Raleigh Geriatric Care Management offers Medical Risk Factors for Older Drivers

By Connie Matthiessen, Caring.com senior editor
The following factors should not rule out driving, but they can elevate risk and warrant monitoring:
Health conditions. Physical and mental impairments that accompany aging, from Parkinson’s disease to dementia, can compromise driving agility and judgment. If you have questions about a senior’s ability to drive given his health problems, consult a physician, if possible, and raise the issue of driving safety. (Keep in mind that a physician can’t talk to you without the patient’s permission, unless you have power of attorney.)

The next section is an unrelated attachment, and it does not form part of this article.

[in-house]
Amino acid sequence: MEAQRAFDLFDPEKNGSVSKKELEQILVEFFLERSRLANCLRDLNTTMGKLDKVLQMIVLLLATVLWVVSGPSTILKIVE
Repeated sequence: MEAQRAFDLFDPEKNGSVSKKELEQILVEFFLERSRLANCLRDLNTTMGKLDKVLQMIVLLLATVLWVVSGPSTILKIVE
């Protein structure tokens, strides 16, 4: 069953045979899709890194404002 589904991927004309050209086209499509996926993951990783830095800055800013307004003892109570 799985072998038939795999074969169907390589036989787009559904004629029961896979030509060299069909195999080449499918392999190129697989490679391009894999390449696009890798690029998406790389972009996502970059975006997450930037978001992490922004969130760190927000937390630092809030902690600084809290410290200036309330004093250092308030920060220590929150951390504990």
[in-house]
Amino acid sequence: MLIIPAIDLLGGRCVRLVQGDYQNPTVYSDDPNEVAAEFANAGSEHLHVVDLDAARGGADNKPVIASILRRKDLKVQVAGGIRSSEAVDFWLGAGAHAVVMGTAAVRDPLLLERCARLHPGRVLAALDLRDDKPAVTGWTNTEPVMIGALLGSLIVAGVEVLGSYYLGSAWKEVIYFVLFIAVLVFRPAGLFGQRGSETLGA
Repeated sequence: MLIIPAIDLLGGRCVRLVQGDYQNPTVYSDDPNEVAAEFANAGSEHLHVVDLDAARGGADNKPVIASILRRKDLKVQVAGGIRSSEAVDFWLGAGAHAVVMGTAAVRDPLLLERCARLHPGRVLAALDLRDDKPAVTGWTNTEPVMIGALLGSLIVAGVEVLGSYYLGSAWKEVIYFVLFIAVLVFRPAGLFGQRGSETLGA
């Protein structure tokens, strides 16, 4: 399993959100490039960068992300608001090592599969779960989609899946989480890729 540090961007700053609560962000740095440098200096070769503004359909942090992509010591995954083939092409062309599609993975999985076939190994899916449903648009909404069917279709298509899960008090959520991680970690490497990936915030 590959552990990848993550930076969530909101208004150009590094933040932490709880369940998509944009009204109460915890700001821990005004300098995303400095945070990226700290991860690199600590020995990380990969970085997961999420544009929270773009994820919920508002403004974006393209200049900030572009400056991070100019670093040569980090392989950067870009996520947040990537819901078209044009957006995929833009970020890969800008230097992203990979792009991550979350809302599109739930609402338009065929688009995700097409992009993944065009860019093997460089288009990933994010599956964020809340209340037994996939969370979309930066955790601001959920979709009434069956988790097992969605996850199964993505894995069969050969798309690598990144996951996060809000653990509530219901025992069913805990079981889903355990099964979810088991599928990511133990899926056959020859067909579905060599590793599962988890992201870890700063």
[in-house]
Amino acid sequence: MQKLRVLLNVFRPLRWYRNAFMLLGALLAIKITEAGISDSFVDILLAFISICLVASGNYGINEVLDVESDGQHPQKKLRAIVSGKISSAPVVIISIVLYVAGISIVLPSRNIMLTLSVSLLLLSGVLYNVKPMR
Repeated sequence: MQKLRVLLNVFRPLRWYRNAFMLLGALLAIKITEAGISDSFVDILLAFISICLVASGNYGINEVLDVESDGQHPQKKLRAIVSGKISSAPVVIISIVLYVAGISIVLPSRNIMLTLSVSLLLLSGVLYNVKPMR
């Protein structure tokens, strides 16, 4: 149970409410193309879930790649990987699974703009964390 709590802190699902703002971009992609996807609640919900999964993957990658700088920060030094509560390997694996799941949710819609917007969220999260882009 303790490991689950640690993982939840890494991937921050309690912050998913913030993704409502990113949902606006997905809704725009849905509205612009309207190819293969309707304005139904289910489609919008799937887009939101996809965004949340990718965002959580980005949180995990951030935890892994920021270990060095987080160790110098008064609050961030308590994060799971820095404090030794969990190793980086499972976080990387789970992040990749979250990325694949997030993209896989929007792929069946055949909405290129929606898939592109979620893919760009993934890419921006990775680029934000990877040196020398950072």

Vision impairment. Vision is obviously a key component of driving ability. In fact, according to Elizabeth Dugan, author of The Driving Dilemma, “90 percent of the information needed to drive safely relates to the ability to see clearly.” From accurately reading the speedometer to detecting pedestrians on the side of the road, good driving requires good eyesight. But deterioration in vision is an inevitable effect of aging; in people 75 and older, vision impairment rates increase significantly, according to the Centers for Disease Control. As the eye ages, far less light reaches the retina, for one thing. Older eyes are also more susceptible to cataracts, glaucoma, and other problems that impair vision. Encourage regular eye exams, and check in with the eye doctor if you have concerns.